Why is Haref Important?

We now know that COVID-19 has had a disproportionate impact on ethnically marginalised communities. The reasons for this are complex, but it is obviously linked to the long-term inequalities that exist across the whole of society, including in our health and care systems. This is why Haref started as a project: to specifically tackle these health inequalities locally.

Some ethnic groups experience significantly higher levels of ill health and premature death than the rest of the population and some minority communities are more likely to be in poverty, and that poverty is a significant factor in poorer health outcomes. We also have services that are not easy to access or designed to accommodate the needs and cultural differences within diverse communities.

Haref has been campaigning for health equality for ethnically marginalised communities for almost 20 years but when COVID-19 struck, the huge disparities in health and access to healthcare across different communities suddenly became more apparent. There was a lot of reporting in the mainstream media about how COVID-19 was disproportionally affecting people from marginalised communities. This was then further reinforced by the Black Lives Matter movement over the summer of 2020.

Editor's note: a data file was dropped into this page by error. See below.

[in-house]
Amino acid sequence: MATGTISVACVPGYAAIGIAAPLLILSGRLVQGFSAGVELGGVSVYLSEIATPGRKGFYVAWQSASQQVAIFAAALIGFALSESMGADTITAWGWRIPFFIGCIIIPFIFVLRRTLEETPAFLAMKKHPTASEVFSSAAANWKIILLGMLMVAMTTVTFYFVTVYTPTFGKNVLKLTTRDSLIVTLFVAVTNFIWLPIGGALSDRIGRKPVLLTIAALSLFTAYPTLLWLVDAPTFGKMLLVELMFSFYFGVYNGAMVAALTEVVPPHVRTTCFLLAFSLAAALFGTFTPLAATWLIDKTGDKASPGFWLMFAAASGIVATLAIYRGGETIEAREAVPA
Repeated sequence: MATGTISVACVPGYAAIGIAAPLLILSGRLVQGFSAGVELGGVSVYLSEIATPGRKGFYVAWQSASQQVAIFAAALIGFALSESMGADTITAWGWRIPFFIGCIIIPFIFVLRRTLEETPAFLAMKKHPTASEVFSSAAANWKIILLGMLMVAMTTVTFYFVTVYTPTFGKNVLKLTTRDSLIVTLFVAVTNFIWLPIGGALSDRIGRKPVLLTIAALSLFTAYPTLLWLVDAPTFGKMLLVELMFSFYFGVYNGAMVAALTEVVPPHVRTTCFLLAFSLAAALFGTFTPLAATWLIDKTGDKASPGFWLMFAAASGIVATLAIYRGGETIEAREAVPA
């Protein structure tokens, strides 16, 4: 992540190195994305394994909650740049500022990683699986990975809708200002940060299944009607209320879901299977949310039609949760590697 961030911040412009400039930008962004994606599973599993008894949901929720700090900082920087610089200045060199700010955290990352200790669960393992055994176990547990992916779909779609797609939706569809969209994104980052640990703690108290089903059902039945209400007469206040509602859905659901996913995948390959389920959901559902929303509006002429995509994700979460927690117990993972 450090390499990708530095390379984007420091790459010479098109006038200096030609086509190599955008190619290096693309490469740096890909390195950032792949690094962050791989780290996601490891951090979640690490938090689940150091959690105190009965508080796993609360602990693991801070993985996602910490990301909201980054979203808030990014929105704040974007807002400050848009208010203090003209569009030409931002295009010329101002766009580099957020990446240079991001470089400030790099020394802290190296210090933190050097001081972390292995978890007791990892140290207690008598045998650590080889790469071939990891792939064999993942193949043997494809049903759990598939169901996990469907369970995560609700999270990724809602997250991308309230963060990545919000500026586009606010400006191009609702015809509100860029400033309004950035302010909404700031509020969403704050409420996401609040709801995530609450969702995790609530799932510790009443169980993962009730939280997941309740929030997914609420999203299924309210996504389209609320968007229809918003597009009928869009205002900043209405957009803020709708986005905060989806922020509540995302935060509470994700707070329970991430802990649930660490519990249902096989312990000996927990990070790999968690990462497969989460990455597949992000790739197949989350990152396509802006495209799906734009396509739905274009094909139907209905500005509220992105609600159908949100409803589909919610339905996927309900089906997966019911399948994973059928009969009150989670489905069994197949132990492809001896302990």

There are challenging times ahead for all of us. Haref will continue to fight for health equality, working with local organisations to respond quickly to issues arising in our communities, look at how we can build resilience, and develop plans around recovery from the current and long term effects of the pandemic.


Current issues identified by the Haref Network

The Haref Network is actively working to tackle a number of health-related issues currently affecting our local communities. These include:

  • Mental health was as key issue of concern for ethnically marginalised communities due to COVID-19, with escalating extreme stress, depression, fear and risk of suicide. 
  • There is also a lack of culturally appropriate mental health services
  • The existing inequalities have just been amplified and made worse by the pandemic in health, poverty, access to services and information.
  • There are particularly high concerns for asylum seekers with isolation, poor accommodation and overcrowding, lack of money, lack of social networks, scared they will be arrested if outside the house.